AUSTIN (KXAN) — On Wednesday, Kamala Harris will become the first woman and the first Black and South Asian vice president of the United States. Local and state lawmakers say it will be a historic and inspiring moment for many.
“It just gives me goosebumps to see someone I can completely identify and relate to. Lots of people take that for granted, but I don’t have those role models on our large scale,” said State Rep. Shawn Thierry.
“Starting from first grade on, I was the first African-American child in my first grade class and my teacher ended up resigning because of it,” Thierry continued. “She didn’t even want to teach a child of color, and I’m not, look at me, I’m not 100 years old, so this is in this generation.”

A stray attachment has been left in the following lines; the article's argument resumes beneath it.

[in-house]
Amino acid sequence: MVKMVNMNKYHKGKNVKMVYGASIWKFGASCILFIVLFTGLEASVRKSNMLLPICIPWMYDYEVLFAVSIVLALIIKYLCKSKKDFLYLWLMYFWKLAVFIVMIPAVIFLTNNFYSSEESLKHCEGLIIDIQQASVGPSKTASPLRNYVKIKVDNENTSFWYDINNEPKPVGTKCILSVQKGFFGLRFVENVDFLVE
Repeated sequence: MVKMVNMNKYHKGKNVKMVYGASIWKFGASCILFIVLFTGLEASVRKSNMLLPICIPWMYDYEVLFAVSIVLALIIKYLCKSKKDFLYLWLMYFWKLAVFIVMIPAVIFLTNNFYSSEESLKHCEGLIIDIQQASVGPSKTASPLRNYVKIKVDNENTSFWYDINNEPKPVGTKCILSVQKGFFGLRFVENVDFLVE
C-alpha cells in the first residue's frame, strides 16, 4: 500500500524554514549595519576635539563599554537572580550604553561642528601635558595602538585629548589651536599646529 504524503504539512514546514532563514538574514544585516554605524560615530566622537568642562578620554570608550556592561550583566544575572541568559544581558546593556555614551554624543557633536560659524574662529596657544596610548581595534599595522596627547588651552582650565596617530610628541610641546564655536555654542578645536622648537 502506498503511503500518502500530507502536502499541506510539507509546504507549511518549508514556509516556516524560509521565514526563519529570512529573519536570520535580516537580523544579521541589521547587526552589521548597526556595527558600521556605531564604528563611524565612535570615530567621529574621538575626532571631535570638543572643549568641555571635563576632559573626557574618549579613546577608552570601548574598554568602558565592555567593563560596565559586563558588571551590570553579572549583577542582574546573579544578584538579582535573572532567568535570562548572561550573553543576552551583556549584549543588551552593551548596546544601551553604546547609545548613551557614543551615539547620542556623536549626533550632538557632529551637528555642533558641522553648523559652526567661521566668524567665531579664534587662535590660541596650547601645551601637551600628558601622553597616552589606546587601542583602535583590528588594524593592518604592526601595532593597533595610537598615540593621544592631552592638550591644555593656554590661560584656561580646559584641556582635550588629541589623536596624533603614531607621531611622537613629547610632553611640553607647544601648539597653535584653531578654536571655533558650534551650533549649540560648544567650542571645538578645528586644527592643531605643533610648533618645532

Not only does she have someone to relate to, but Thierry said her daughter now has someone to look up to as well.
“One of the books I have behind me I read to my daughter, it’s called ‘Grace for President’, and I read that a lot to my daughter, and you know what we enjoy the story. It’s always been fiction and so now for the first time it’s no longer fiction,” Thierry said.
Austin City Council member Natasha Harper-Madison recalled when her 10-year-old asked her if she knew what the Civil War was.
“So my daughter asked me; that reminded me of several things including my responsibility to let her know that it’s not going to always be rosy. Everything won’t always turn out exactly like we had hoped. However, you know, the one thing that we keep clinging to, the only thing we have really is hope. And for us in this household, Kamala is the vision of hope that I want to pass to my daughters,” she said.